Proper preparation of basic necessities is of utmost importance for any prepper. Food may last several weeks without refrigeration but water supplies must always remain available at all times for survival.
Therefore, it is vitally important to prioritize the four core survival priorities. We advise keeping an up-to-date checklist and making regular reviews so as to stay on top of supplies and stay prepared.
Water is one of the most essential prepper items to stockpile; it’s used for drinking, cooking and personal hygiene – without it you’d only last three days without support from others.
Preppers typically aim to store enough water to last them two weeks in an emergency situation. This is an excellent goal and should serve as motivation.
However, water storage can be a daunting challenge for beginners. It can be costly to purchase enough small bottles to last an entire month without running out, while keeping large volumes in milk jugs may leach bacteria into your drinking water supply. A more reliable option would be an emergency water storage system which you can fill up with tap water from your tap and store on either your roof or basement.
Preppers must stockpile at least three months’ worth of food supplies should the grid go down, depending on personal preferences and needs. When planning for disaster, not just bulk foods like rice and beans should be stockpiled but tasty items with long shelf lives such as canned fruit and peanut butter powder should also be considered as viable solutions.
Prepper pantries are designated spaces in which you store supplies – typically food – in preparation for emergencies. By having one, it helps protect you and your family against events that could disrupt grocery store supply chains and lead to shortages of essential items such as food, water and toilet paper – creating an emergency preparedness plan is an invaluable way to remain safe.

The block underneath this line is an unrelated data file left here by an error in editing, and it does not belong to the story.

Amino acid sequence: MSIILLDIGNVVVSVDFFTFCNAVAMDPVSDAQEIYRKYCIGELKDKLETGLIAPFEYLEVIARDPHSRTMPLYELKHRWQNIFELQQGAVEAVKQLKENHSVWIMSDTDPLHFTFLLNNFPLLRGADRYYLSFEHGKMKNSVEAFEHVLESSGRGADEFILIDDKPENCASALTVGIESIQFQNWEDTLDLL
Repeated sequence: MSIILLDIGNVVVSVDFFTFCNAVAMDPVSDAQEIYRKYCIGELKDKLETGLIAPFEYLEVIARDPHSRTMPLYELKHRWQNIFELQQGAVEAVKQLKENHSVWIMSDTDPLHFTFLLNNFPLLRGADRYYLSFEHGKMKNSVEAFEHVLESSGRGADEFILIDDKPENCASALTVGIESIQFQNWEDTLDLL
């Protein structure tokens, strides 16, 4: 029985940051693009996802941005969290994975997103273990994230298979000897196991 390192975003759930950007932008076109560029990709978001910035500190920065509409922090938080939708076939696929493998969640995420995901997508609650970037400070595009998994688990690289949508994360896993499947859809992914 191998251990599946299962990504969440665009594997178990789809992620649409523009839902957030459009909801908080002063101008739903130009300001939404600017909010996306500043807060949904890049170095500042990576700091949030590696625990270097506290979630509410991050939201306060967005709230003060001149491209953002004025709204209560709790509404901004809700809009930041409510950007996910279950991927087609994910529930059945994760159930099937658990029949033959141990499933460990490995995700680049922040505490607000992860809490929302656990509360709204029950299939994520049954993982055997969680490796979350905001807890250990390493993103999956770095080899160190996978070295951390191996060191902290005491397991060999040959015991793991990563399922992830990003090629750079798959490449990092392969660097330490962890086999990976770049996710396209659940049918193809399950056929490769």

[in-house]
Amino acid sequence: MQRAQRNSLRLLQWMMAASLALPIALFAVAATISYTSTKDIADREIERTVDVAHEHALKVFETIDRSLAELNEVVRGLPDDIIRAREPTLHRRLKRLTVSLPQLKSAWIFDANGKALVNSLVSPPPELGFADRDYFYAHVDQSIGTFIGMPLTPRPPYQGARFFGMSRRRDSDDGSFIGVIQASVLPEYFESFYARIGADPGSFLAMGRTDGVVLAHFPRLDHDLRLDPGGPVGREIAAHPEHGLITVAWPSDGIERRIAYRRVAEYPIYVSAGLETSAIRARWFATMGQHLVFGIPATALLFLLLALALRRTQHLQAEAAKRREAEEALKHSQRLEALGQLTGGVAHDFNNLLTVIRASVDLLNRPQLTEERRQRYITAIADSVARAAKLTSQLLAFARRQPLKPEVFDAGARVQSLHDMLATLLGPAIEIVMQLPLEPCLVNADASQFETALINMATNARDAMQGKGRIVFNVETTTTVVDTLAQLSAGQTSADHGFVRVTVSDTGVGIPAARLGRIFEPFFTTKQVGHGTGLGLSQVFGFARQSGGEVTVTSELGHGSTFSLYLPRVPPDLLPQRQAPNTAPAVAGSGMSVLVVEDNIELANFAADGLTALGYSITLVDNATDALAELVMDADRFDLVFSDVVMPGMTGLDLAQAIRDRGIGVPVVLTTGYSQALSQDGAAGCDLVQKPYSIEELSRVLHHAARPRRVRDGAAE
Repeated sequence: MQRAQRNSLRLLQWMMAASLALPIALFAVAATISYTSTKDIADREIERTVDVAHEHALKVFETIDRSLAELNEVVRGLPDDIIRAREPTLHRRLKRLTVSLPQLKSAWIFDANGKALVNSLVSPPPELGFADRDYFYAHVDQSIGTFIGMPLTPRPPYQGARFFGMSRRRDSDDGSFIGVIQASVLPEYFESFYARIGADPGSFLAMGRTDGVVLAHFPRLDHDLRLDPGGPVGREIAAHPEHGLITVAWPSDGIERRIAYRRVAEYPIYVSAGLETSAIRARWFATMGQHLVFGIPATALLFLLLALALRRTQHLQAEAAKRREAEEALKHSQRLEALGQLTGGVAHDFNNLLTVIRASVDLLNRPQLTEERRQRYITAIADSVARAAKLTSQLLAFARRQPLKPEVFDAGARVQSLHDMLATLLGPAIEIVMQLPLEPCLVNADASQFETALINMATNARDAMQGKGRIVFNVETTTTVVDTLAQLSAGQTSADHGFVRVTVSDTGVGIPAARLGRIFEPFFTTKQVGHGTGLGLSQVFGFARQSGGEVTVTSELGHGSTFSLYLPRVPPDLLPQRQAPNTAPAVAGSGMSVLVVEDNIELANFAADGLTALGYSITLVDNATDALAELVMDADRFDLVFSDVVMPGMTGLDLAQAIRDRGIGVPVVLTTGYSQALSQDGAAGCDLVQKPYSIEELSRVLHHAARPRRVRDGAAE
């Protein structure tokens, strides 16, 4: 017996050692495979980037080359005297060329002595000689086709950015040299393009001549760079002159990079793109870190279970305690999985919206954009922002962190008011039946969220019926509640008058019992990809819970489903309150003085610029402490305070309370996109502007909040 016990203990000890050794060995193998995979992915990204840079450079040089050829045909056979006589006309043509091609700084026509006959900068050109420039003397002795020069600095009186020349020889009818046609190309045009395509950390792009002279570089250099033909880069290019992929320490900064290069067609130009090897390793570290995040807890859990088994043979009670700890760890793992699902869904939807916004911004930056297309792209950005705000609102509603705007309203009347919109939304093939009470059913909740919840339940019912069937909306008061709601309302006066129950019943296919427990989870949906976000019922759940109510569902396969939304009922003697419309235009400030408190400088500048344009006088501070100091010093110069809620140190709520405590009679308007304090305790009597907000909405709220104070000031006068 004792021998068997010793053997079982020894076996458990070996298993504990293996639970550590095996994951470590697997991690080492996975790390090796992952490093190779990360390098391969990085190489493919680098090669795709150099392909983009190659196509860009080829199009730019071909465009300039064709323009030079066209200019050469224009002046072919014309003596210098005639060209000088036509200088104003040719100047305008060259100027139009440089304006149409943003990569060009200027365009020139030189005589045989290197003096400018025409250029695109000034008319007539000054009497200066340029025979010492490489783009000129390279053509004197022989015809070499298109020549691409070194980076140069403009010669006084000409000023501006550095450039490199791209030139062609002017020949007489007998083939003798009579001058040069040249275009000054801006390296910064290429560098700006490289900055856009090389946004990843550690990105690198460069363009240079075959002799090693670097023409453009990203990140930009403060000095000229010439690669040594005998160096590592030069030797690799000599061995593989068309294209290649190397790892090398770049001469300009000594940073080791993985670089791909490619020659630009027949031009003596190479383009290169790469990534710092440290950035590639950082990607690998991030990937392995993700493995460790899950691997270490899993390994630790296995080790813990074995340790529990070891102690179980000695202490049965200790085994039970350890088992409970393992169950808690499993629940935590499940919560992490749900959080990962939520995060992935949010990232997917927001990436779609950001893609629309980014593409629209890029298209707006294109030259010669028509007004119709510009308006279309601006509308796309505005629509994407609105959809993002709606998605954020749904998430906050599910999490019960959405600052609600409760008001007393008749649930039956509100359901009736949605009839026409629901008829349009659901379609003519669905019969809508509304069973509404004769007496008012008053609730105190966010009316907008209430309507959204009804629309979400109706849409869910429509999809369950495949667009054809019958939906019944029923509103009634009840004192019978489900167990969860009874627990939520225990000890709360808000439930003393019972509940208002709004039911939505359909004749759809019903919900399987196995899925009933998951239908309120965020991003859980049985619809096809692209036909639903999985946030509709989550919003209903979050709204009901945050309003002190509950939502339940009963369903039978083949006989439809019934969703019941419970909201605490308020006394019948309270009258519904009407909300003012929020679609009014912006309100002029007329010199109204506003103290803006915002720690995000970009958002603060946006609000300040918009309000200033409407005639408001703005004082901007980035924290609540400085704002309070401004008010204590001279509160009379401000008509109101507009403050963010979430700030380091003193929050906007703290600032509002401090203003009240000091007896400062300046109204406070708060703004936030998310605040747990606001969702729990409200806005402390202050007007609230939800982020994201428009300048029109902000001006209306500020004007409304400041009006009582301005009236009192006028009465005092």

Have sufficient food and water is a fantastic start, but without proper shelter you could face imminent peril. Preppers frequently refer to this rule of threes – you can survive three minutes without air but only three hours in poor shelter conditions.
Preppers typically begin by creating a bug out bag (GHB). These emergency kits are intended to be packed and used immediately in an event of disaster, often including sleeping bags or blankets, food and water supplies, first aid kits and important contact numbers. While basic designs exist for these packs, these bags can easily be customized according to your location and risks.
Hygiene is an integral component of prepping. We often take for granted our modern lives – things such as clean water, sanitation and hygiene services being reliable – which we rely on when grid power and distribution systems fail. If this were ever to happen again we would need our own supplies of these things in order to stay alive.
Be sure to pack a bug-out bag or survival backpack with hygiene items like soap, toothbrushes, toothpaste, feminine products and an effective soap bar – these will be essential in an emergency. Additionally, include a first aid or minor trauma kit with medical tape, antiseptic, band aids, moleskin, liquid stitch tape tourniquets and pain relievers in case something happens unexpectedly.
Don’t forget communication tools like walkie-talkies and CB radios when planning for disaster.
There’s plenty of prepping misinformation out there that muddles the waters and distorts rational preparedness with extreme predictions and doomsday scenarios, creating tunnel vision in beginner preppers who often miss the most critical aspects of preparation. This “loud minority” mentality often results in them foregoing crucial parts of preparation altogether.
Some prepping basics depend on your location and needs; however, core items like a bug out bag, two weeks of supplies and an emergency shelter plan should apply universally.
An essential set of tools should also be part of any prepping plan. Collecting these items can be fun, but in an emergency they could save your life – including: knives for multiple uses; fire starters and standard hammers as well as whistles, first aid kits, contact lists written down, whistles etc.